Transcript: Meat Fumes: Dietary Secondhand Smoke
Below is an approximation of this video’s audio content. To see any graphs, charts, graphics, images, and quotes to which Dr. Greger may be referring, watch the above video.
The last time I talked about this study was in the context of the carcinogens in the smell of frying bacon—the ability of the fumes generated by frying meat to mutate DNA, potentially explaining both the “increased risk of respiratory tract [cancer] among cooks” as well as the “lower proportion of deaths from respiratory diseases and lung cancer among vegetarians.”
This was borne out in a new study on the exposure of pregnant women to both the consumption of grilled meat, as well as just exposure to the airborne fumes of grilling meat—even if they didn’t eat it. Yes, the study found evidence that prenatal exposure to polycyclic aromatic hydrocarbons from a “diet including grilled meat might be hazardous for fetal development.” For example, the “effect of ingested barbecued meat consumed in the last pregnancy trimester resulted in [a] birth weight deficit of 165 g,” a significantly smaller birth weight.
But, even if she didn’t eat it, airborne exposure alone amounted to a birth weight deficit. Compared to no exposure, oral or airborne, just being around the barbecue was associated with a birth weight deficit, including a smaller head circumference in the newborn—nearly the same head shrinkage seen if she actually ate the meat. See, “[a]fter being absorbed into the body, [these cooked meat] compounds are distributed to almost all internal organs and are transferred through the placenta to the fetus,” and it appears “that newborns and young children are especially vulnerable to the toxic effects…in terms of birth outcomes. Most importantly, it was recently documented that prenatal exposure to airborne PAH may also have an effect on the future cognitive development of children.” We should never smoke around children; maybe, we should stop grilling around them, as well.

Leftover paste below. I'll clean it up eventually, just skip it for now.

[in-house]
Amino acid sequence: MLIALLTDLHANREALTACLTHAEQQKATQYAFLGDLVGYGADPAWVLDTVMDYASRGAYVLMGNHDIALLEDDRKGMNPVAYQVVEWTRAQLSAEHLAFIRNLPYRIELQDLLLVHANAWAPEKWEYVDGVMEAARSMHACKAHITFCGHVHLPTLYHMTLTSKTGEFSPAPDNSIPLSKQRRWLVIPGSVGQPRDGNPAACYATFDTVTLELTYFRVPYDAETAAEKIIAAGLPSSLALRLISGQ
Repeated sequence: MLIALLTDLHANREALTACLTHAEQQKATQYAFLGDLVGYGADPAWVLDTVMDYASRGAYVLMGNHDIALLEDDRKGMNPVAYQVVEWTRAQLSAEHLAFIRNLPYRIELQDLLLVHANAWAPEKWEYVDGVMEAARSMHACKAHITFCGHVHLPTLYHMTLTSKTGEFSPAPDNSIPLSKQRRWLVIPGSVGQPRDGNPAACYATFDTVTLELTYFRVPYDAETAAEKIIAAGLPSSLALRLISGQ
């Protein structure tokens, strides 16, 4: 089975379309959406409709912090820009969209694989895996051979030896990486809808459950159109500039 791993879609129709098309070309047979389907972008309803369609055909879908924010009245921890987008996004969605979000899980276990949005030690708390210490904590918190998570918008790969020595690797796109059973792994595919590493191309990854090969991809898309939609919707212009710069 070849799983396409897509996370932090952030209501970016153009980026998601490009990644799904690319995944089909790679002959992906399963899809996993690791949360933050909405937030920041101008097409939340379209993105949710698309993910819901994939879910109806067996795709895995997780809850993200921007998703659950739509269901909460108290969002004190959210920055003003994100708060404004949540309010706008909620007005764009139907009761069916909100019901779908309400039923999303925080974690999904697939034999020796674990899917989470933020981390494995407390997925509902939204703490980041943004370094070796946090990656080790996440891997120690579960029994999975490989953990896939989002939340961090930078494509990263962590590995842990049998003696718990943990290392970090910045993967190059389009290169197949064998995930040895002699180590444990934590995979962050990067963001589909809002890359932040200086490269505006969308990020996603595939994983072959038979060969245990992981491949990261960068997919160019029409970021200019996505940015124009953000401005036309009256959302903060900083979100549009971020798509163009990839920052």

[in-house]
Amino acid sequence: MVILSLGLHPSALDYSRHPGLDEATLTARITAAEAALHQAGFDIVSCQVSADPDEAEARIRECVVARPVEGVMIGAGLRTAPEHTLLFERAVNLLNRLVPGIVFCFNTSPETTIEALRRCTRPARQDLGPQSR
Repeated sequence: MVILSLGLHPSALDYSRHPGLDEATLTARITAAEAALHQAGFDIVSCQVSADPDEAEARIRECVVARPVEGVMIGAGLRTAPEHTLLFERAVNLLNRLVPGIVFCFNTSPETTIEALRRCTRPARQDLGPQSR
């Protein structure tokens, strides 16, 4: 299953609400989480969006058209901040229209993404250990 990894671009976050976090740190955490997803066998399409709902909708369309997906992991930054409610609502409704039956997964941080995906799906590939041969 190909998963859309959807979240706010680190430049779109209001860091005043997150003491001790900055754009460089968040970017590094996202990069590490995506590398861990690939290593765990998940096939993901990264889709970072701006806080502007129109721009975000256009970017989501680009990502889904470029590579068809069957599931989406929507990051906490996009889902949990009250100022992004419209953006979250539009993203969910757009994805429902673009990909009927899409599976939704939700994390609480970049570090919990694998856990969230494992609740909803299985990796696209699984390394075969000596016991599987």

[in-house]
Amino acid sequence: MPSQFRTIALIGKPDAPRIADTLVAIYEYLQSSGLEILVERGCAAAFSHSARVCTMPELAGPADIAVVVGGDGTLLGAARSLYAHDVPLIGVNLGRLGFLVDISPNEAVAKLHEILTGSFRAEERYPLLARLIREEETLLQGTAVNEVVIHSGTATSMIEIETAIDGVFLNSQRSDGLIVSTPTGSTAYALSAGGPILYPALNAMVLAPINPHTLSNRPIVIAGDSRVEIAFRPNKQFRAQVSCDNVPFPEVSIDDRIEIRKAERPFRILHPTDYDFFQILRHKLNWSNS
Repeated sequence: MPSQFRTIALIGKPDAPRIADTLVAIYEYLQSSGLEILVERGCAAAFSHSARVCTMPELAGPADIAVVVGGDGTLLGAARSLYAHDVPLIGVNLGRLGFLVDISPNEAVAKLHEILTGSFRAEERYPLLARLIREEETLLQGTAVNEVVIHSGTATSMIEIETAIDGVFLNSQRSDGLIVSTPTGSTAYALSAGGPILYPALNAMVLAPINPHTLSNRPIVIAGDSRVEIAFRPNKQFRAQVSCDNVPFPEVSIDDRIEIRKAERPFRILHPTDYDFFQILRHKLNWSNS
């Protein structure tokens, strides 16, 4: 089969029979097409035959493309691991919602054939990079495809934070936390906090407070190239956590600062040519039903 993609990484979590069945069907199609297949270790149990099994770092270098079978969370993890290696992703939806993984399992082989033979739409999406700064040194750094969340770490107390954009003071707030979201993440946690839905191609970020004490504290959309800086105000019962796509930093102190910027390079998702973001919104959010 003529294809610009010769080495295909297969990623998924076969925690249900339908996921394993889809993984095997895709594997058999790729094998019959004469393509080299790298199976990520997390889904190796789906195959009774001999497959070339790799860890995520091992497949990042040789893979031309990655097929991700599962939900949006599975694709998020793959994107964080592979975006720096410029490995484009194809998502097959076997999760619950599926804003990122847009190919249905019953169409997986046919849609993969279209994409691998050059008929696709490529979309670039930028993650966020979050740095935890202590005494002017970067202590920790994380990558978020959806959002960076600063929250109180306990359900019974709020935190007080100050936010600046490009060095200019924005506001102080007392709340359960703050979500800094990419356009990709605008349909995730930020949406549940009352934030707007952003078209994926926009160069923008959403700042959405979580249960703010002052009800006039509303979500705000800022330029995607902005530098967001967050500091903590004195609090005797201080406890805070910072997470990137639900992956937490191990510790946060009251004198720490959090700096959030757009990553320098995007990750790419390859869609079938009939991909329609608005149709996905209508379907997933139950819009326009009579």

Even just living next door to a restaurant preparing meat may pose a hazard. They measured the “incremental lifetime cancer risk,” the excess cancer cases expected in back-door neighbors of restaurants, given what’s spewing out of the exhaust outlets attached to the fume hoods in the kitchen.
They compared what was coming out of Chinese restaurants, American-style restaurants, and barbecue joints. Which do you think was worse? It was the Chinese! Why not the barbecue places? Well, they think it was because of the fish. They’re broiling more fish in Chinese restaurants than in the barbecue joints.
How bad is it? Well, they estimate that given the excess cancer risk, you wouldn’t want to live behind a Chinese restaurant more than a day or two a month—though maybe you could squeeze in an extra day behind one of the other restaurants.
Their model suggests it may be riskier for adults, since they breathe more, eat more, and have more skin for the carcinogens to be absorbed through, compared to children. Instead of trying to breathe less, though, it might be better to just move—or, convince the restaurant to go vegetarian.
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